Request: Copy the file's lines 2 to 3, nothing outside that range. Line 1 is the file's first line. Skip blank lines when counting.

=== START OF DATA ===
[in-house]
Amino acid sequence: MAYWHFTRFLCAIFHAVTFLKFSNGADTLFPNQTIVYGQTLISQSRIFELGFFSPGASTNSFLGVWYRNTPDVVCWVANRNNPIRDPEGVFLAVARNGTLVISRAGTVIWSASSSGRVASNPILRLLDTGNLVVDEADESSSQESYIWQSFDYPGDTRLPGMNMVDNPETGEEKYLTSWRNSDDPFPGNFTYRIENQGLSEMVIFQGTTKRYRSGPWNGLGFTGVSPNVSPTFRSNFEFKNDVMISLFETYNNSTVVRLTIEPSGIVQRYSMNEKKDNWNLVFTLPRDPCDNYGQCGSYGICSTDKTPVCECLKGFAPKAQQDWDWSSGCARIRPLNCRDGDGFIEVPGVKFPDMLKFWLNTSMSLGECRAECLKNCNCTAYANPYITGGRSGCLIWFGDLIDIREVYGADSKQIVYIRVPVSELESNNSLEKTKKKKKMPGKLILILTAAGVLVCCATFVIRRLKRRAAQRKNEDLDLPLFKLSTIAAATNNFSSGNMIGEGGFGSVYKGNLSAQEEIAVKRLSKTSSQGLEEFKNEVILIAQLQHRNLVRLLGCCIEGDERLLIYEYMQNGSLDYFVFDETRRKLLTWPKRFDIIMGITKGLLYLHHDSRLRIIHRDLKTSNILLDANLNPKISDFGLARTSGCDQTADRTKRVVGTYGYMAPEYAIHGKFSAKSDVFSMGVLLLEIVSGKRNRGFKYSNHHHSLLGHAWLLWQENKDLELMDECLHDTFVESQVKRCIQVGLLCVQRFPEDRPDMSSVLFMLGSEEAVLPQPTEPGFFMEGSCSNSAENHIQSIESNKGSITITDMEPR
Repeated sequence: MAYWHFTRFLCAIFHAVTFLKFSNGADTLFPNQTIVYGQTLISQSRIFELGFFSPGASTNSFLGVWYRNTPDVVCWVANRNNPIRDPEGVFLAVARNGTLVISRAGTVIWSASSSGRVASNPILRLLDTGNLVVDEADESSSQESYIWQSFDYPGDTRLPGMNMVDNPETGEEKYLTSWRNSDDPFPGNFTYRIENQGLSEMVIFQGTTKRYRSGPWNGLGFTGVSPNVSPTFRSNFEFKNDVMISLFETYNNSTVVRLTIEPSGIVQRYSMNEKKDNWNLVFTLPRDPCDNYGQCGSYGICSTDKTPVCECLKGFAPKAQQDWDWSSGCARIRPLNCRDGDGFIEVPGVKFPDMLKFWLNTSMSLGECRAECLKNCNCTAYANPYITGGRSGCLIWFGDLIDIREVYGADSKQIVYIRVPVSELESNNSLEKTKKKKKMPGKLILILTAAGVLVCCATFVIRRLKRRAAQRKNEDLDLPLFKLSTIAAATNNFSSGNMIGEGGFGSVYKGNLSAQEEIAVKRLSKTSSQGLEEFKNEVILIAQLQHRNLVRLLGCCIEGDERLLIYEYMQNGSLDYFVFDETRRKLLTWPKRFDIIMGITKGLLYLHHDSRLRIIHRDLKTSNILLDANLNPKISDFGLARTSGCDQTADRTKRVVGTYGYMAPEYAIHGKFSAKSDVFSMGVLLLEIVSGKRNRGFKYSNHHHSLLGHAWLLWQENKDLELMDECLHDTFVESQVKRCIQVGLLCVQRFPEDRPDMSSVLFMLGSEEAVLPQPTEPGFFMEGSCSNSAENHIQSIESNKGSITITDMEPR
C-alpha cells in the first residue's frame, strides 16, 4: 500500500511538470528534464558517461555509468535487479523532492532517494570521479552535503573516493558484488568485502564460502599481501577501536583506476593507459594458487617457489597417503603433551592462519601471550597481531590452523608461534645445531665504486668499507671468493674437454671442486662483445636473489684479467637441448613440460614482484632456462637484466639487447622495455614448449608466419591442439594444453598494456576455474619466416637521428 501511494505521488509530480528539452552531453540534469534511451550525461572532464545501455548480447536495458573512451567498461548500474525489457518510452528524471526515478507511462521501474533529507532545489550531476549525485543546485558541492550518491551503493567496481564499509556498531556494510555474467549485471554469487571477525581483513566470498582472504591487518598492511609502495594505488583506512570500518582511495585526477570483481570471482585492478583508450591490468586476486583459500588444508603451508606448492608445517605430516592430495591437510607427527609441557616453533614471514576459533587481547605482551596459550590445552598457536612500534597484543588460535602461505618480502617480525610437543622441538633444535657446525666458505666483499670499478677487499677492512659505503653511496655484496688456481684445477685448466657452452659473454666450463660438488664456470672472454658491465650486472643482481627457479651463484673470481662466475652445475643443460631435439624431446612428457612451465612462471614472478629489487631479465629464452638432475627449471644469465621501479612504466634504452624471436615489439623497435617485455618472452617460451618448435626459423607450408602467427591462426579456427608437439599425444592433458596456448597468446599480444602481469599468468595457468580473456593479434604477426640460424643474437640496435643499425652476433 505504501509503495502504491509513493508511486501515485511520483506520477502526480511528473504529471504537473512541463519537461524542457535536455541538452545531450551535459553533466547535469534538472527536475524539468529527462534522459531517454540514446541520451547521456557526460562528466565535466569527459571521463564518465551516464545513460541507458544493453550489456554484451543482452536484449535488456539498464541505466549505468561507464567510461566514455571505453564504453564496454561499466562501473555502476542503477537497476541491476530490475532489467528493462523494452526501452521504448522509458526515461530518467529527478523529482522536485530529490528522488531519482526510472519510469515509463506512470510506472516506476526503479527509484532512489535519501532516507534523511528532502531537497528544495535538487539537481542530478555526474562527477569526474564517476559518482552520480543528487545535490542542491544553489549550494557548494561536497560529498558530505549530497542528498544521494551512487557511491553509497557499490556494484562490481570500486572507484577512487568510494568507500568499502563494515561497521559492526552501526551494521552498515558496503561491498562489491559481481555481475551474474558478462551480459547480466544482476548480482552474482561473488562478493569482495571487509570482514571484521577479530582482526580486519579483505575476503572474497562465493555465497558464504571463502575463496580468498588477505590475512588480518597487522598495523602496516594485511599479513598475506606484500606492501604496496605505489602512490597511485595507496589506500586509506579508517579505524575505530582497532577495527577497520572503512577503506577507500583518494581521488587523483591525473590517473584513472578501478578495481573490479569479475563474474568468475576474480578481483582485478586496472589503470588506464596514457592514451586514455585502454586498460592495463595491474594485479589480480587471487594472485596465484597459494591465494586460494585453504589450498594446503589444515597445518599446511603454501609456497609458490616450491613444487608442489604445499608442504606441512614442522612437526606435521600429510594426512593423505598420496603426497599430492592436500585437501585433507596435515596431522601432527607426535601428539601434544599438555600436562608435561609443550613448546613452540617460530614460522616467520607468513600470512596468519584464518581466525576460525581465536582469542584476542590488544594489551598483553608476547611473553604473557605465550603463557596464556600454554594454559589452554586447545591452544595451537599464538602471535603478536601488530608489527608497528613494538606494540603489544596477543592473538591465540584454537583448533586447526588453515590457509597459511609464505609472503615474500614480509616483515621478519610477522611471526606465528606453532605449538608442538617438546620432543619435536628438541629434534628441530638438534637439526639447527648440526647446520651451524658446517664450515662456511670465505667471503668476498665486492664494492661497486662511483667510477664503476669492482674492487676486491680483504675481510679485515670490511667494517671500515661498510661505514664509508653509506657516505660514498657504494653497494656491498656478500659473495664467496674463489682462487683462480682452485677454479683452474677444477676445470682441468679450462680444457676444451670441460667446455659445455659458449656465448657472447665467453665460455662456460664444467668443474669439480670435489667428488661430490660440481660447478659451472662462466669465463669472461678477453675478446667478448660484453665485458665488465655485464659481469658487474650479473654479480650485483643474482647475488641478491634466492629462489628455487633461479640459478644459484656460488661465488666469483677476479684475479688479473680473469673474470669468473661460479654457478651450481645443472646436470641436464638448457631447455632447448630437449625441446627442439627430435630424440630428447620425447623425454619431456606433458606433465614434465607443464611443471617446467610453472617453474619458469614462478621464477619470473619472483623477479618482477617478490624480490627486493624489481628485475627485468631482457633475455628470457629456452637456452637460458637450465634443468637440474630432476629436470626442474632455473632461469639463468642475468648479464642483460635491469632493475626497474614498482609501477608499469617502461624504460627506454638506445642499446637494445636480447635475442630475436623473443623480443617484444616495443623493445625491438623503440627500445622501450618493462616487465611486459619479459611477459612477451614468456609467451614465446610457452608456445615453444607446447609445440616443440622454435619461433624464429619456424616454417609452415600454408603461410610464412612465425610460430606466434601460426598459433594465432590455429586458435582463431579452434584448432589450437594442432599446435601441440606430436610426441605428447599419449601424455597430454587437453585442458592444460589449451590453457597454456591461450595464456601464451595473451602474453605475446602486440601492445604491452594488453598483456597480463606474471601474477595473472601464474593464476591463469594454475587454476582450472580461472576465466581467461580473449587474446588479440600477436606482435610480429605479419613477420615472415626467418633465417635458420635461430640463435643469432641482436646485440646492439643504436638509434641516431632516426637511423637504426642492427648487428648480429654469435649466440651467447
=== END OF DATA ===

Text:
Amino acid sequence: MAYWHFTRFLCAIFHAVTFLKFSNGADTLFPNQTIVYGQTLISQSRIFELGFFSPGASTNSFLGVWYRNTPDVVCWVANRNNPIRDPEGVFLAVARNGTLVISRAGTVIWSASSSGRVASNPILRLLDTGNLVVDEADESSSQESYIWQSFDYPGDTRLPGMNMVDNPETGEEKYLTSWRNSDDPFPGNFTYRIENQGLSEMVIFQGTTKRYRSGPWNGLGFTGVSPNVSPTFRSNFEFKNDVMISLFETYNNSTVVRLTIEPSGIVQRYSMNEKKDNWNLVFTLPRDPCDNYGQCGSYGICSTDKTPVCECLKGFAPKAQQDWDWSSGCARIRPLNCRDGDGFIEVPGVKFPDMLKFWLNTSMSLGECRAECLKNCNCTAYANPYITGGRSGCLIWFGDLIDIREVYGADSKQIVYIRVPVSELESNNSLEKTKKKKKMPGKLILILTAAGVLVCCATFVIRRLKRRAAQRKNEDLDLPLFKLSTIAAATNNFSSGNMIGEGGFGSVYKGNLSAQEEIAVKRLSKTSSQGLEEFKNEVILIAQLQHRNLVRLLGCCIEGDERLLIYEYMQNGSLDYFVFDETRRKLLTWPKRFDIIMGITKGLLYLHHDSRLRIIHRDLKTSNILLDANLNPKISDFGLARTSGCDQTADRTKRVVGTYGYMAPEYAIHGKFSAKSDVFSMGVLLLEIVSGKRNRGFKYSNHHHSLLGHAWLLWQENKDLELMDECLHDTFVESQVKRCIQVGLLCVQRFPEDRPDMSSVLFMLGSEEAVLPQPTEPGFFMEGSCSNSAENHIQSIESNKGSITITDMEPR
Repeated sequence: MAYWHFTRFLCAIFHAVTFLKFSNGADTLFPNQTIVYGQTLISQSRIFELGFFSPGASTNSFLGVWYRNTPDVVCWVANRNNPIRDPEGVFLAVARNGTLVISRAGTVIWSASSSGRVASNPILRLLDTGNLVVDEADESSSQESYIWQSFDYPGDTRLPGMNMVDNPETGEEKYLTSWRNSDDPFPGNFTYRIENQGLSEMVIFQGTTKRYRSGPWNGLGFTGVSPNVSPTFRSNFEFKNDVMISLFETYNNSTVVRLTIEPSGIVQRYSMNEKKDNWNLVFTLPRDPCDNYGQCGSYGICSTDKTPVCECLKGFAPKAQQDWDWSSGCARIRPLNCRDGDGFIEVPGVKFPDMLKFWLNTSMSLGECRAECLKNCNCTAYANPYITGGRSGCLIWFGDLIDIREVYGADSKQIVYIRVPVSELESNNSLEKTKKKKKMPGKLILILTAAGVLVCCATFVIRRLKRRAAQRKNEDLDLPLFKLSTIAAATNNFSSGNMIGEGGFGSVYKGNLSAQEEIAVKRLSKTSSQGLEEFKNEVILIAQLQHRNLVRLLGCCIEGDERLLIYEYMQNGSLDYFVFDETRRKLLTWPKRFDIIMGITKGLLYLHHDSRLRIIHRDLKTSNILLDANLNPKISDFGLARTSGCDQTADRTKRVVGTYGYMAPEYAIHGKFSAKSDVFSMGVLLLEIVSGKRNRGFKYSNHHHSLLGHAWLLWQENKDLELMDECLHDTFVESQVKRCIQVGLLCVQRFPEDRPDMSSVLFMLGSEEAVLPQPTEPGFFMEGSCSNSAENHIQSIESNKGSITITDMEPR